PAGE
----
Mgt Proposed Cost of Living Adjustment ~0.75% (~$271/yr)
    Union ask: 3.5% (~$1263/yr)

    Jessica Minton (VP Info Svcs): +24.9% (+$77,000/yr)

    • Darby the Large 08/31/2019

      So Jessica Minton’s *raise* alone for ONE YEAR is well over *twice* the average *annual* income of SEIU classified staff?!

      Wow. I cannot imagine anyone do that fabulous of a job. I also cannot imagine she was that horribly underpaid when she was hired a few years ago.

      Well, as least this will give her justification for an even higher rate when her 5 years is up (CIO’s last about that and UO is no destination CIO job, it’s a stepping stone, tanks to corporate UO).

  7. White Queen 09/02/2019
    Certationes maxime amare
    “Loving sports the most”


    Largitione ac donis
    “Through bribes and gifts”

    Multi matriculantur, pauci gradum suscipiunt
    “Many matriculate, few graduate”

    In reliquum tempus aere distrahi
    “Torn asunder by debt for the rest of your life”

    • uomatters Post author | 09/02/2019

      Thanks – and to think some deans don’t understand why the classics are still relevant.

  8. Hippo 09/02/2019

    Just spent a weekend with some Fox-news-Trump-voting family members. A CEO of a major business explained his understanding of higher ed: Universities lobbied for more loans for students, they then take that money, blow it on “bloated administration salaries and sinecures ”, keep saying they are broke, keep raising tuition, keep spending it on tracks and deans, which then requires them to raise tuition even more. “And now the politicians are promising loan forgiveness to bail the students out!” Never mind the accuracy of this picture, but this is what Joe Taxpayer, and our state legislature, think. The picture is unfortunately corroborated in part by the underlying truth of a growing administration who seem to love spending money on themselves and their pet projects orthogonal to the mission of the University. It’s no wonder the state is tired of opening its purse for education. Shame on the administrators for providing the ammunition for those who want to dismantle public infrastructure by showcasing exactly the behavior required for this narrative.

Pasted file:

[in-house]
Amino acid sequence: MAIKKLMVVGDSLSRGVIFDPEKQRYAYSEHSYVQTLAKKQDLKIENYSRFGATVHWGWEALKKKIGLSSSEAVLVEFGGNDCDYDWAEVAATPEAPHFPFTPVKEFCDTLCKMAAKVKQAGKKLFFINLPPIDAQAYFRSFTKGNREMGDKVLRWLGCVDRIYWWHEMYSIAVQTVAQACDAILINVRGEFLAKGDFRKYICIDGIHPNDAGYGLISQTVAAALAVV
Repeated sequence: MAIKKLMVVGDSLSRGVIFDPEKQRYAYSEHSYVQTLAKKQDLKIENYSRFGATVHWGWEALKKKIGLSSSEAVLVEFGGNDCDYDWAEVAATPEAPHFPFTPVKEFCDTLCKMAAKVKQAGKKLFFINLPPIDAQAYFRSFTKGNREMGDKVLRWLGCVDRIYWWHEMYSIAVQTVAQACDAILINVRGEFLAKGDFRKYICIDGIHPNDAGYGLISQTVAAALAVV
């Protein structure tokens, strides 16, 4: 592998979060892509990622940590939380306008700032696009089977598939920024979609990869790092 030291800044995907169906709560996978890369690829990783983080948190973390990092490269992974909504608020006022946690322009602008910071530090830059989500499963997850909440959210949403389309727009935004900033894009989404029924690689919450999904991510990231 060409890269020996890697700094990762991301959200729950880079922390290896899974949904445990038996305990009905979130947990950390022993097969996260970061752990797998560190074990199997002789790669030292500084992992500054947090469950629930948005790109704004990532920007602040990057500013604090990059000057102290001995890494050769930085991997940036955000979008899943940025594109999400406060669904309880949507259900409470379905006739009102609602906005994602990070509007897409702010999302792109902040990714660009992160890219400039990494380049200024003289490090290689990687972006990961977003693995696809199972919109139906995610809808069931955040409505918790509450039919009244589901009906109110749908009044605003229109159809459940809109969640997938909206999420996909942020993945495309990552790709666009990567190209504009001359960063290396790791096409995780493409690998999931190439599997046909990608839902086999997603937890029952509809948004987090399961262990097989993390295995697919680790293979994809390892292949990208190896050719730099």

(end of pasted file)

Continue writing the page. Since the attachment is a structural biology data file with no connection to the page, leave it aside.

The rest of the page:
• Dog 09/02/2019

      it is always useful to interface with the real world – in our manufactured ivory tower, we seem to avoid this at all costs, and ultimately, our own peril

    • Deplorable Duck 09/02/2019

      Honestly, would the SEIU really strongly disagree with this picture?

      Yeah, lefties are reflexively in favor of education (as I am, albeit with far more bitter irony), but no one can be thrilled about our current method of allocating resources.

    • CSN 09/03/2019

      > CEO of a major business

      > Joe Taxpayer

      Something isn’t right here…

      • honest Uncle Bernie 09/04/2019

        Though “big business” is increasingly a province of the Democrats, there are still quite a few CEO’s among the Republicans, along with quite a few — legions — of “Joe Taxpayers.”

    • honest Uncle Bernie 09/04/2019

      Hippo — this is believable, and it has more than a grain of truth to it.

      One very important thing that is left out of this, however — the loans have gotten so big mostly because of cutbacks in public support of higher education at the state level — a conscious choice to shift money away from higher ed to welfare and medicaid, etc. In other words, costs shifted to students and their families — which they pay for by borrowing. I have seen surveys that show that the public is mostly unaware of this shift, and the consequences for public university tuition, and borrowing.

Leave a Reply

Your email address will not be published. Required fields are marked *